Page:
As a short, skinny kid with an eye patch who became a short, less-skinny, permanently-winking adult, people always assumed what I could not do. As a child, people took one look and concluded that I was either feeble-minded or -bodied. I applaud my mother for always being vocal with others about that reality, but I never thought about how exhausting that must have been. Now, as an out-and-flag-wearing trans man, I realize that I’ve traded one assumption for another. Between my work for Hagerstown Hopes and my slowly-growing potential reader base, I realize that I’m constantly representing something bigger than myself. While I’m just one of many, in my corner of West Virginia and Maryland, for many I’m the only trans person they’ve met. The pressure of knowing that is exhausting and I struggle sometimes. While no one person and situation are the same, I know that the burden of being a proper “good queer” while also representing yourself honestly is one all of us share.
Honestly, maybe it was my naivety that coming out as transgender would finally release the physical stress of living life as AFAB (assigned-female at birth), but I thought the freedom of living as Asher was going to wash away my anxiety over carrying myself in public. Instead, as my transition as progressed, it has been replaced by the compulsion to always be perfect. And while working as a vocal leader of a growing LGBTQ organization obviously means having to feel almost political at times, with hand-shaking and speaking at meetings for groups of people I would normally avoid due to our vastly different political and social beliefs, it is outside of Hopes and this column that I feel overwhelming pressures to live up to this imaginary standard of what not just a good man is, but a good trans man is.
Most of what a good man is to me, I learned from my father. A hardworking and otherwise quiet person, my father has an uncanny ability to strike up a conversation with anyone in public, and while I’m a social person, I’m also incredibly awkward in being so, because I look like I should be studying for the SATs thanks to second puberty when in reality I’m less than a decade from the dreaded four-zero. I also have a constant sense that people can tell I am binding, which has manifested itself into this immediate need to stand like Paul Bunyan from the time I put my binder on until it comes off. Mind you, it’s a common thing said from people I meet that if myself or my partner had not told them, they would have never guessed I was trans. Which is a whole separate stress into itself; how to navigate the world as a cis-passing-trans-person. It never escapes my thoughts that while I’m very fortunate, there’s a vast majority of people who struggle to transition in the way that suits them, and for me to rest on my cis-passing laurels would be to ignore each of their individual battles.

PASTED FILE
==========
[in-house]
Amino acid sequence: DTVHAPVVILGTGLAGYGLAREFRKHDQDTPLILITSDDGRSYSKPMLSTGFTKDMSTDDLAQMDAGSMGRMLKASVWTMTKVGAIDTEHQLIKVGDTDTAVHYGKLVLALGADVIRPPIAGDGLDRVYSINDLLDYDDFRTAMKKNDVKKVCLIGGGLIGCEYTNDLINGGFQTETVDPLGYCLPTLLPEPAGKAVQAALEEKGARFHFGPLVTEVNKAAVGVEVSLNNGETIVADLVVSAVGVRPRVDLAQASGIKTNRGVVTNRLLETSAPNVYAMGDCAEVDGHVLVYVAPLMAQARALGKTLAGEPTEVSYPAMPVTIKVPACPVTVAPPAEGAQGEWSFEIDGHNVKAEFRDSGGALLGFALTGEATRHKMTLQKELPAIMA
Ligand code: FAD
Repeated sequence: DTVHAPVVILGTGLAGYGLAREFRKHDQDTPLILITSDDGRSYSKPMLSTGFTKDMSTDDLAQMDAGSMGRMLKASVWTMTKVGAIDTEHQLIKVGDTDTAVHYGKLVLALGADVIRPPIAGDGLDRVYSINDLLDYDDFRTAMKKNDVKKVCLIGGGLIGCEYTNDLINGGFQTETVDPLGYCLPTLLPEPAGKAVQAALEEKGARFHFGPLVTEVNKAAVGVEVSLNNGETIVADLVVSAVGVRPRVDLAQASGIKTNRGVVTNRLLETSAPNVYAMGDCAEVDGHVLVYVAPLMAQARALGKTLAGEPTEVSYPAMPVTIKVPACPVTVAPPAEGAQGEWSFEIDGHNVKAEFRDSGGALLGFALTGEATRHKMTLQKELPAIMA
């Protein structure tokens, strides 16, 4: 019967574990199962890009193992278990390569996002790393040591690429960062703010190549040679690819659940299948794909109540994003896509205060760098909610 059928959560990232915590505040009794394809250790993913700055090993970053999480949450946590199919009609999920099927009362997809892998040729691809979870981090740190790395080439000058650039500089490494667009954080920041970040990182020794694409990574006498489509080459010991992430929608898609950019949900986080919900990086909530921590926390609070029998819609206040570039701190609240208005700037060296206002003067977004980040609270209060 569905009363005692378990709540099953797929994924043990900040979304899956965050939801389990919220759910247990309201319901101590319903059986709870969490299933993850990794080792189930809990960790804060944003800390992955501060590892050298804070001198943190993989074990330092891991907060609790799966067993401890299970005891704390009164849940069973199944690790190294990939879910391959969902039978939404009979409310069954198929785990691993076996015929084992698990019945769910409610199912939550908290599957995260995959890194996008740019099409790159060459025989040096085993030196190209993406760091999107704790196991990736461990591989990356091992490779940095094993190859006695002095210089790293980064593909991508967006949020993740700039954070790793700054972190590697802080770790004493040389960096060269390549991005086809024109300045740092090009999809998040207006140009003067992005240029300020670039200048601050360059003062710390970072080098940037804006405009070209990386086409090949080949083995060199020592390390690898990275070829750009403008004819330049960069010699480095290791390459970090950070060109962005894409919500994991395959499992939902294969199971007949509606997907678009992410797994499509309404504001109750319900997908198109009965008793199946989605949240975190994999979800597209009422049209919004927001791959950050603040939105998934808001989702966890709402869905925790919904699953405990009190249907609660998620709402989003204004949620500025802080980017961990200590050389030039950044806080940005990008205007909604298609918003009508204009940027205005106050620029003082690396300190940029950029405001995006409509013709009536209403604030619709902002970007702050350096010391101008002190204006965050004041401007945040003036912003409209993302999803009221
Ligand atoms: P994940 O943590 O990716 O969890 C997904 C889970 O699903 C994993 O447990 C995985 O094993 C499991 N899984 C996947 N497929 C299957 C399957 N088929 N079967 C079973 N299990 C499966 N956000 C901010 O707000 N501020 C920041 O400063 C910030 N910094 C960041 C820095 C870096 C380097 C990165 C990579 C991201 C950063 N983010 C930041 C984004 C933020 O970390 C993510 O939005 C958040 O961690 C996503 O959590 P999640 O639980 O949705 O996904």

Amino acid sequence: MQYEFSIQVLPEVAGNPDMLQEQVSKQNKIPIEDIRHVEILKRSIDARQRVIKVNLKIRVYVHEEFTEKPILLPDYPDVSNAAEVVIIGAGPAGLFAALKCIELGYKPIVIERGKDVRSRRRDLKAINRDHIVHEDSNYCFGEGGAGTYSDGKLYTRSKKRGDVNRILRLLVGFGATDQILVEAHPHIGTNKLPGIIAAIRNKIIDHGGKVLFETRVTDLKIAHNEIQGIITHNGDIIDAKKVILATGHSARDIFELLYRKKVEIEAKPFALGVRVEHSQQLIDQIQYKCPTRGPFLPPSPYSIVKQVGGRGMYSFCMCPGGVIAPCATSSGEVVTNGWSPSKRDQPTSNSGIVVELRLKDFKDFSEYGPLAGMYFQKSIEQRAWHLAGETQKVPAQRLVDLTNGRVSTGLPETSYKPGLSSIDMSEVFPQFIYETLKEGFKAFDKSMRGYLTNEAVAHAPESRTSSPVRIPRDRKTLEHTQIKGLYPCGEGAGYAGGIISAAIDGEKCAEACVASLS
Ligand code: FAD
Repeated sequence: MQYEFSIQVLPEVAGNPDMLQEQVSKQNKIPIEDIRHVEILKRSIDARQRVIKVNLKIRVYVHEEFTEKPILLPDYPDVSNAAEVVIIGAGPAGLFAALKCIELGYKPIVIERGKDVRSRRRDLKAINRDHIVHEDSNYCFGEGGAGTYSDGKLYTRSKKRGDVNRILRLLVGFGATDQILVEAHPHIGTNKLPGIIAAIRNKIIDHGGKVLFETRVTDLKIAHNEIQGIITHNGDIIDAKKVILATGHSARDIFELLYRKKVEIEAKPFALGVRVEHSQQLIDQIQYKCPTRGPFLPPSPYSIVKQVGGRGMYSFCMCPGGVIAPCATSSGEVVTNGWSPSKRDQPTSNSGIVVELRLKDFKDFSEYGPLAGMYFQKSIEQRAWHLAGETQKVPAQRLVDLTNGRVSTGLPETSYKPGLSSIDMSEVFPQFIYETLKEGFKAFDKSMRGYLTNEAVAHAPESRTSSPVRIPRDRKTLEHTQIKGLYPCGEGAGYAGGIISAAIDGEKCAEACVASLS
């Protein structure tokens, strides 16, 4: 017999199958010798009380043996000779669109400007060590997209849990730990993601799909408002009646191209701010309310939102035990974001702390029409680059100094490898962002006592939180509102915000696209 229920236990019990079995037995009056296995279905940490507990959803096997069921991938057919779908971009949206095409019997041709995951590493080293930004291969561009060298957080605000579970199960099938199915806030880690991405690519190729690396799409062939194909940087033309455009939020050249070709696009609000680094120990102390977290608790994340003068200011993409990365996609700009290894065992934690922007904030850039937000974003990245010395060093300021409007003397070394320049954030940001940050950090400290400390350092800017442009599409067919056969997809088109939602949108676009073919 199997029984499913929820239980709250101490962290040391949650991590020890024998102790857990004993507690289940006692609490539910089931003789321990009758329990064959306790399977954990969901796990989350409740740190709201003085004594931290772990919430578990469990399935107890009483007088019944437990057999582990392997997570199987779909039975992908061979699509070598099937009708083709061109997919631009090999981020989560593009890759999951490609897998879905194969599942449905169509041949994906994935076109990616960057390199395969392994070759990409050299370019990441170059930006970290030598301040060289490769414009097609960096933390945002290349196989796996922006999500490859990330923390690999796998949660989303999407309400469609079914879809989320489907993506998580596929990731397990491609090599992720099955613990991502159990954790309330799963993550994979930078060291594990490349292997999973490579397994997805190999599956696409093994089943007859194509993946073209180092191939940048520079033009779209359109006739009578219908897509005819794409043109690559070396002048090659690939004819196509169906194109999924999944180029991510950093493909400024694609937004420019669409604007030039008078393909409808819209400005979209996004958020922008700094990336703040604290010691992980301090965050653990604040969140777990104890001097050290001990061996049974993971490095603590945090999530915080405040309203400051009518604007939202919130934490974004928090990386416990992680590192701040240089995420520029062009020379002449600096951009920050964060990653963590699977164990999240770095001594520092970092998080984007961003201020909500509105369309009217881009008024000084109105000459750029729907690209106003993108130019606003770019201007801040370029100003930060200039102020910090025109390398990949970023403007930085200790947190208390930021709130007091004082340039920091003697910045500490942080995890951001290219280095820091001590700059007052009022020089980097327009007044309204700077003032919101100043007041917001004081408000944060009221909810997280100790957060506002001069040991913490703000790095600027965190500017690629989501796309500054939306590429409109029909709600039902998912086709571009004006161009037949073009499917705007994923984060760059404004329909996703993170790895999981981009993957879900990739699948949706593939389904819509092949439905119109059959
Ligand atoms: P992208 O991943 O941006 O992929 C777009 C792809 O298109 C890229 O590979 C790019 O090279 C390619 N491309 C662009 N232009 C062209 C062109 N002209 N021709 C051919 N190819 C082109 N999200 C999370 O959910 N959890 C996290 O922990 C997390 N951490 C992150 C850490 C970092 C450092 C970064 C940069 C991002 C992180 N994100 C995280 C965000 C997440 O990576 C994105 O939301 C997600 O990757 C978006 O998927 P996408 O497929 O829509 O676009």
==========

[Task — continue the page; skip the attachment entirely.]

While I’ll never be able to relax outside in the way that I can behind closed doors, there’s something to be said about knowing one’s entire idea of what it is to be trans came from yourself. I’ve learned that there’s a kindness that people show when they realize their perceptions and ignorance were wrong that is akin to the same admiration my mother has always shown me. I’ve learned to treasure the love and camaraderie that flows from so many diverse people when you allow the world to see you bare and open, and those are forces usually stronger than the stresses.
- Asher Kennedy is a writer, activist, trans-man and cis-nerd living an hour outside of Washington in the Eastern Panhandle of WV. He proudly serves on the board of Hagerstown Hopes (hagerstownhopesmd.org) and has been featured on RoleReboot (rolereboot.org) and is on twitter @ItsAsherK